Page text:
Business owners often shake their heads over the dizzying number of governmental bodies in Pennsylvania that levy taxes on them and their employees.
In all, about 2,900 municipalities and school districts across the state use an earned-income tax. But remarkably, Pennsylvania, which is home to more taxing jurisdictions than any other state, is close to changing how that tax is collected.
When Act 32 takes effect in 2012, employers will deal with just one tax collector. And where Pennsylvania once had 560 tax-collection agents distributing $1.7 billion in earned-income tax, there will be just 21. (You can read more about the history of Act 32 here.)
It’s the kind of good-government change that outgoing Gov. Rendell, who signed Act 32 into law in mid-2008, rails that the media never cover. Since the law will not change the 0.5 percent to 1.7 percent of earned income that workers pay under the tax levied by their municipality and school district, most of them may not care who’s collecting the tax next year.
When it takes effect Jan. 1, 2012, Act 32 - which doesn’t apply to Philadelphia and its loathed wage tax - would seem to be a rare win-win-win situation. Muni- cipalities will likely collect more money. Two studies estimated that between $100 million and $300 million in revenue may be going uncollected each year under the current system.
Even though they now shoulder the burden of withholding the earned- income tax, employers will benefit because they’ll deal with fewer tax collectors. Think, for example, of Wal-Mart, which probably has stores in most of Pennsylvania’s 67 counties.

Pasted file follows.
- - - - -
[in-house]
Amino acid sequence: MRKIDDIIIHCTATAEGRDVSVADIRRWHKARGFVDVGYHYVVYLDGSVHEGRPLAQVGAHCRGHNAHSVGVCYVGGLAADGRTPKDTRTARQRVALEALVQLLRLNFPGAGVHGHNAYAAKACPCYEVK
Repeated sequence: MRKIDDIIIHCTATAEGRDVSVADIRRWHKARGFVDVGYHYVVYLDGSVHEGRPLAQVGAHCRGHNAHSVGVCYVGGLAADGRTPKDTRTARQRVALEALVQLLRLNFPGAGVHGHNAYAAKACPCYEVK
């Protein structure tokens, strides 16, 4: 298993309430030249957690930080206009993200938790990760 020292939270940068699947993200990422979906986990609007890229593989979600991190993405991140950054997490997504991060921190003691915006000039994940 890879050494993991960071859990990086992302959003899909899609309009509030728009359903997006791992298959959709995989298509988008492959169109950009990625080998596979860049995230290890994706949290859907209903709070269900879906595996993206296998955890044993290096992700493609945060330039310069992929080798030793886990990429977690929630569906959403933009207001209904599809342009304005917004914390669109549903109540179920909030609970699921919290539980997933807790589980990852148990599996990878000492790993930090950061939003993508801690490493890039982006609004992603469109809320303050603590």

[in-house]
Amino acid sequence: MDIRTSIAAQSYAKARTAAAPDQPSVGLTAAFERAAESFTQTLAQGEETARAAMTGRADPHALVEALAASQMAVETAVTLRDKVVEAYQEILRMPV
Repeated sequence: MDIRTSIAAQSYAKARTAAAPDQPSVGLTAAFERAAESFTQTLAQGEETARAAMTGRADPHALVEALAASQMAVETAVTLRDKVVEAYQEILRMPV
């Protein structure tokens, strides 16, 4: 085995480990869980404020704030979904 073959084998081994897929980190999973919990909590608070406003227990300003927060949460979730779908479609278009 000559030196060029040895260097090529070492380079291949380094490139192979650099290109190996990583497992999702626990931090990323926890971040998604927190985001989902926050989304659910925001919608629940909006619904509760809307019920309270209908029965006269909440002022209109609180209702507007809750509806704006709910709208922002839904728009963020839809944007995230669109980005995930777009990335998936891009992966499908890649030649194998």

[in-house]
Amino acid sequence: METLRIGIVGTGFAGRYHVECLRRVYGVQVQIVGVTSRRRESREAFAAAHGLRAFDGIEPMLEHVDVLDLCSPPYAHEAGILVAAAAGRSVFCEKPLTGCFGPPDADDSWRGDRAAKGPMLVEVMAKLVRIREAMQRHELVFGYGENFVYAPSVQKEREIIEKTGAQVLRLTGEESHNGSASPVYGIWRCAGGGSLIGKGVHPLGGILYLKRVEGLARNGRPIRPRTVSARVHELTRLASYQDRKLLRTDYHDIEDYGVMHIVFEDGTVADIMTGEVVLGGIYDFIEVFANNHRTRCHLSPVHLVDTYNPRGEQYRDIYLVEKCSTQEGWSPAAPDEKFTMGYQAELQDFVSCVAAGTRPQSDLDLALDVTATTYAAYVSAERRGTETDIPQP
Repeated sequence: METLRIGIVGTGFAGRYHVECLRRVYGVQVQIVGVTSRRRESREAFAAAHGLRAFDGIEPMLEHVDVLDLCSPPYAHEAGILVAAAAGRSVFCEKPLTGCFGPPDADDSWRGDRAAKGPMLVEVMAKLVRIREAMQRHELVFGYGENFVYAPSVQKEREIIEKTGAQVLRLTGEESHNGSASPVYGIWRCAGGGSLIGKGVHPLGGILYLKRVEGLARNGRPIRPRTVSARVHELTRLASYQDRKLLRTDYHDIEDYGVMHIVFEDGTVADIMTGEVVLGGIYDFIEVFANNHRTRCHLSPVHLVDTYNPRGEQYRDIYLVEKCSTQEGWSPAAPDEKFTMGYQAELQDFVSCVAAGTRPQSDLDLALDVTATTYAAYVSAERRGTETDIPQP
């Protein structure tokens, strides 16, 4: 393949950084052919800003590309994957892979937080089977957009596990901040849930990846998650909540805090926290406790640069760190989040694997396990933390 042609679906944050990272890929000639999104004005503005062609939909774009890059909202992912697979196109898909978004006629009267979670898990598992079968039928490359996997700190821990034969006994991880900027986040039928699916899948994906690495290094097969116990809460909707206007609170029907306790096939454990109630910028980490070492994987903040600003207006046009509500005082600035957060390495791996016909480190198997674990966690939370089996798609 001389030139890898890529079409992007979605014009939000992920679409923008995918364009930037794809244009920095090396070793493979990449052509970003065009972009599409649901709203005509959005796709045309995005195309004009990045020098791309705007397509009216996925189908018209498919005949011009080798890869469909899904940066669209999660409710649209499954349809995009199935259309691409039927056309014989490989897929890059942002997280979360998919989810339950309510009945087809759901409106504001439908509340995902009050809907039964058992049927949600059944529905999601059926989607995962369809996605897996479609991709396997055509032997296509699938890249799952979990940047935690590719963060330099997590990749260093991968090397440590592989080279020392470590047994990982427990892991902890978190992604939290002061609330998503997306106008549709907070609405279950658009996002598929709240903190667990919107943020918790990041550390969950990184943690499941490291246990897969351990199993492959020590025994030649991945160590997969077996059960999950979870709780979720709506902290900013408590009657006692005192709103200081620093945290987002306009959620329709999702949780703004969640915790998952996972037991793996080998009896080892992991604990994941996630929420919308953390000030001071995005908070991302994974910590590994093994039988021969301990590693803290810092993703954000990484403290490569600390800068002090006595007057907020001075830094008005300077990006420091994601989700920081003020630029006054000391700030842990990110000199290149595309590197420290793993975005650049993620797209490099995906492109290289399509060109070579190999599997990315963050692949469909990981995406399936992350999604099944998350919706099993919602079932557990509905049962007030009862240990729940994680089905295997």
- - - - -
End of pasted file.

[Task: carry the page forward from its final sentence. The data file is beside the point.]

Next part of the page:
Lastly, except for the self-employed and those who work out of state, most employees won’t have to figure out what they owe and to whom they owe it.
Right now, however, all this is a pain for employers in Chester County, because it chose to be an early adopter of Act 32, as of Jan. 1, 2011.
There are two problems with this. First, the Pennsylvania Department of Community and Economic Development says the Chester Tax Collection Committee didn’t meet the criteria to be an early adopter. Second, the official state forms, including a certificate of residence, aren’t available yet.
The second problem would seem close to being solved. DCED policy manager Mitch Hoffman told me those forms were a week to 10 days from being ready.
Despite the state’s contention, Chester County isn’t backing down, according to several area accountants and suburban municipal officials.
From the county’s biggest employer, Vanguard Group Inc., on down, businesses are expected to comply with Act 32 immediately. I couldn’t reach a spokesman for Keystone Collections Group, the Irwin, Pa., firm picked by Chester County, to find out what it’s doing to make sure employers know about the new requirements.
But I did talk with Joe Lubitsky, director of administrative services of the Chester County Intermediate Unit, who has been hired by the tax committee to shepherd the Act 32 process along. He said the committee had gotten the word out through advertisements and postings on local government websites about the earned-income tax changes.
Lubitsky had nothing good to say about how the DCED had handled things, especially the lack of forms. Hoffman was adamant that Chester County had failed to comply.
Where does that leave Chester County employers? After all, there are penalties for noncompliance. Employers who “willfully” don’t collect, account for, and distribute income taxes could be charged with a misdemeanor, face a fine of up to $25,000, and/or be subject to two years in prison.
Lubitsky has been telling employers to contact Keystone Collections, which has its own certificate-of-residency form online at www.keystonecollects.com.